Have you ever been in a stressful situation—like a job interview—and been caught up in your own thoughts, worrying about what people think of you or your performance? In her landmark book Presence: Bringing Your Boldest Self to Your Biggest Challenges, Amy Cuddy offers practical tips for handling these situations, so that you can be your most authentic self even in high-pressure moments. Cuddy is a psychology researcher and a professor at Harvard Business School, and her strategy involves making simple changes to your posture and behavior that can boost your confidence and enhance your personal power.
In our series of “Book Bite Classics,” we share five key insights from groundbreaking, beloved books that everyone should read. Below you’ll find one big idea from Presence—to read or listen to the remaining four, download the Next Big Idea App today.
Big Idea: Use the mind-body connection to increase presence.
When animals are exhibiting power or dominance, they make themselves larger. Think of a peacock, holding up all of its tail feathers to make itself seem bigger and more intimidating. And the same is true for humans. When somebody wins a race or does something impressive in an athletic competition, they often throw their hands up in the air, signaling their power to their audience.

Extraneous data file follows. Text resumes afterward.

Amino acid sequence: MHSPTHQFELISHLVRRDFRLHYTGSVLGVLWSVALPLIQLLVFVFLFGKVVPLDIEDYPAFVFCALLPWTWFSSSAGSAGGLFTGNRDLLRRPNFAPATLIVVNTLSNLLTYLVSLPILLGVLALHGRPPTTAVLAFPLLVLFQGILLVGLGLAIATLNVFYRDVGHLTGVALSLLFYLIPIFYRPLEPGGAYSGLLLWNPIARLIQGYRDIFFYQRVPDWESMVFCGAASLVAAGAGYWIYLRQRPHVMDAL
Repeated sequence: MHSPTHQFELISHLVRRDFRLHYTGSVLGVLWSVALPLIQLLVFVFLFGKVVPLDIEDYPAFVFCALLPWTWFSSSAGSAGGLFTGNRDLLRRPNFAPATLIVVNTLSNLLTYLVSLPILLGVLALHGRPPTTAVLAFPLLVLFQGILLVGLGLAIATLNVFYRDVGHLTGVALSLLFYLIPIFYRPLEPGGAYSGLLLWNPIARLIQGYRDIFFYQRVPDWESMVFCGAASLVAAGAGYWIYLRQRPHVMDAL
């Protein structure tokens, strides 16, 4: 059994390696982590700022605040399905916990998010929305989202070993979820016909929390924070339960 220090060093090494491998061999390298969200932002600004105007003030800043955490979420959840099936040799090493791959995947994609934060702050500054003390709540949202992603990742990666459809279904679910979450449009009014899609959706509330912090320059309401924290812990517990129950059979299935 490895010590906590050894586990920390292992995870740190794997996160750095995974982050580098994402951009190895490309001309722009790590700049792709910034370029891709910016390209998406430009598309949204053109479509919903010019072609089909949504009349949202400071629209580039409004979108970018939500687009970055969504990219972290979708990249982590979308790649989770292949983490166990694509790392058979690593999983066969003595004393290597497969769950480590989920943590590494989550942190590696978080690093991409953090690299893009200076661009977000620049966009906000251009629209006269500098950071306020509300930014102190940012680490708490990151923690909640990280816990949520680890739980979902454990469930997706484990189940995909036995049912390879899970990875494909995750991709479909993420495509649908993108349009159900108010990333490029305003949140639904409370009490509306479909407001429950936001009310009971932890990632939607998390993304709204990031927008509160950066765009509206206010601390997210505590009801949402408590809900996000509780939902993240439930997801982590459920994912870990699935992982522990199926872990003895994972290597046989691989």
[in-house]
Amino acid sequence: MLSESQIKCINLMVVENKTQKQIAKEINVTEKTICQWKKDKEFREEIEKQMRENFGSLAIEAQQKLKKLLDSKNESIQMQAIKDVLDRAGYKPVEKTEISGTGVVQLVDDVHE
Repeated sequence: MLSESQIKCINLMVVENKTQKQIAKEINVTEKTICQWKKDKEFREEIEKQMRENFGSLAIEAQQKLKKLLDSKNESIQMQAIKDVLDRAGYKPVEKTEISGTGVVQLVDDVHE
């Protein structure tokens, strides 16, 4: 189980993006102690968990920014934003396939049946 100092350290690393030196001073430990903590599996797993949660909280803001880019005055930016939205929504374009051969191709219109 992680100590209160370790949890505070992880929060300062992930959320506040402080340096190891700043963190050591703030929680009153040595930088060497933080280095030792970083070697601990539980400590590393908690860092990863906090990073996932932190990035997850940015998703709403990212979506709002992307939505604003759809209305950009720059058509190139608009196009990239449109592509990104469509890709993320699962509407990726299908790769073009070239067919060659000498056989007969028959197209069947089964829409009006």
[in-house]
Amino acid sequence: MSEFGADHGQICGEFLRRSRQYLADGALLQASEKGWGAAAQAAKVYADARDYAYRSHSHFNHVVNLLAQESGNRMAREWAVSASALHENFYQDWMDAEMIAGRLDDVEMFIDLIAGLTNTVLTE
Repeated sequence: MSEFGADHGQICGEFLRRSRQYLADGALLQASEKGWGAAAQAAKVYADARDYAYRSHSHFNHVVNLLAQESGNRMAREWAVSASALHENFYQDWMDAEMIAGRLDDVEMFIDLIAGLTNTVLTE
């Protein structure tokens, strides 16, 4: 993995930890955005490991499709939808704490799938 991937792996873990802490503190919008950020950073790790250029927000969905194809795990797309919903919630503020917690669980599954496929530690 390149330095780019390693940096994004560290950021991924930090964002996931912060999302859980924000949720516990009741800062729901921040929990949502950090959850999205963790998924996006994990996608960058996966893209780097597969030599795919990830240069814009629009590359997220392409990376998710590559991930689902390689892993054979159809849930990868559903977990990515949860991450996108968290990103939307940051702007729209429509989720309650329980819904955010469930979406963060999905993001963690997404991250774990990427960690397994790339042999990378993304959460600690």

When we feel intimidated or powerless, we make ourselves smaller—slouching and crossing our ankles are two common examples. We collapse in on ourselves, and as a result, we look small and powerless to the people observing us.
The most important thing, however, is that our body language doesn’t just communicate to other people—it also communicates to our subconscious selves. So when we’re slouching in our chairs and making ourselves smaller, we’re also telling ourselves that we don’t deserve to be here, that we’re weak and powerless. This is why “power posing” is so meaningful. Not because of the impression it gives to someone else—an impression that we don’t want to force anyway, lest we seem inauthentic—but because of the signals it gives to ourselves. When you sit up straight and plant your feet, you’re telling yourself that you belong where you are, and that you merit taking up space.
Here are some techniques to try: before a big interview or presentation or some other experience that makes you nervous, stand up tall with your hands on your hips. Open your shoulders and plant your feet firmly. When you’re standing up giving your presentation, open up your stance and place your hands firmly on a table or podium in front of you. When you’re sitting in a chair, lean back and put your hands behind your head, or drape your arm over the back of the chair next to you. As a result, you may find yourself feeling more powerful—and ready to take on the world.
To read or listen to the rest of this Book Bite, download the Next Big Idea App today: